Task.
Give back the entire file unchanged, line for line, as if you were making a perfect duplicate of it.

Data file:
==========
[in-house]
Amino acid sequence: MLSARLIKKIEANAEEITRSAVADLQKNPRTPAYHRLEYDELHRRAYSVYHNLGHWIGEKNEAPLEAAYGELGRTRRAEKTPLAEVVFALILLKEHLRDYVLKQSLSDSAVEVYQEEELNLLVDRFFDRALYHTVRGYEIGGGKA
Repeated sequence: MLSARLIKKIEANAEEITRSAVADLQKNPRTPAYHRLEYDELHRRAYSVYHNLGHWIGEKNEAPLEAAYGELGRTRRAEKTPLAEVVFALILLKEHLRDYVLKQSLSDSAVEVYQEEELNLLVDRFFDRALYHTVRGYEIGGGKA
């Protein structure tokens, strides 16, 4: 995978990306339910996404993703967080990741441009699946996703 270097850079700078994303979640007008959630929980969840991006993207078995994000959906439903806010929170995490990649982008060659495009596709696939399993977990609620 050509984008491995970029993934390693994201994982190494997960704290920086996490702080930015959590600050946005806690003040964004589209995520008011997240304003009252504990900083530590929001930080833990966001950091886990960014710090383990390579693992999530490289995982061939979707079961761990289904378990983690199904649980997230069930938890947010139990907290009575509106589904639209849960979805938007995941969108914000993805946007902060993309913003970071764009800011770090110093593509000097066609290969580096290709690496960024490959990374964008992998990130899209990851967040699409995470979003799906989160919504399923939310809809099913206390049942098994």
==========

[in-house]
Amino acid sequence: MLSARLIKKIEANAEEITRSAVADLQKNPRTPAYHRLEYDELHRRAYSVYHNLGHWIGEKNEAPLEAAYGELGRTRRAEKTPLAEVVFALILLKEHLRDYVLKQSLSDSAVEVYQEEELNLLVDRFFDRALYHTVRGYEIGGGKA
Repeated sequence: MLSARLIKKIEANAEEITRSAVADLQKNPRTPAYHRLEYDELHRRAYSVYHNLGHWIGEKNEAPLEAAYGELGRTRRAEKTPLAEVVFALILLKEHLRDYVLKQSLSDSAVEVYQEEELNLLVDRFFDRALYHTVRGYEIGGGKA
């Protein structure tokens, strides 16, 4: 995978990306339910996404993703967080990741441009699946996703 270097850079700078994303979640007008959630929980969840991006993207078995994000959906439903806010929170995490990649982008060659495009596709696939399993977990609620 050509984008491995970029993934390693994201994982190494997960704290920086996490702080930015959590600050946005806690003040964004589209995520008011997240304003009252504990900083530590929001930080833990966001950091886990960014710090383990390579693992999530490289995982061939979707079961761990289904378990983690199904649980997230069930938890947010139990907290009575509106589904639209849960979805938007995941969108914000993805946007902060993309913003970071764009800011770090110093593509000097066609290969580096290709690496960024490959990374964008992998990130899209990851967040699409995470979003799906989160919504399923939310809809099913206390049942098994």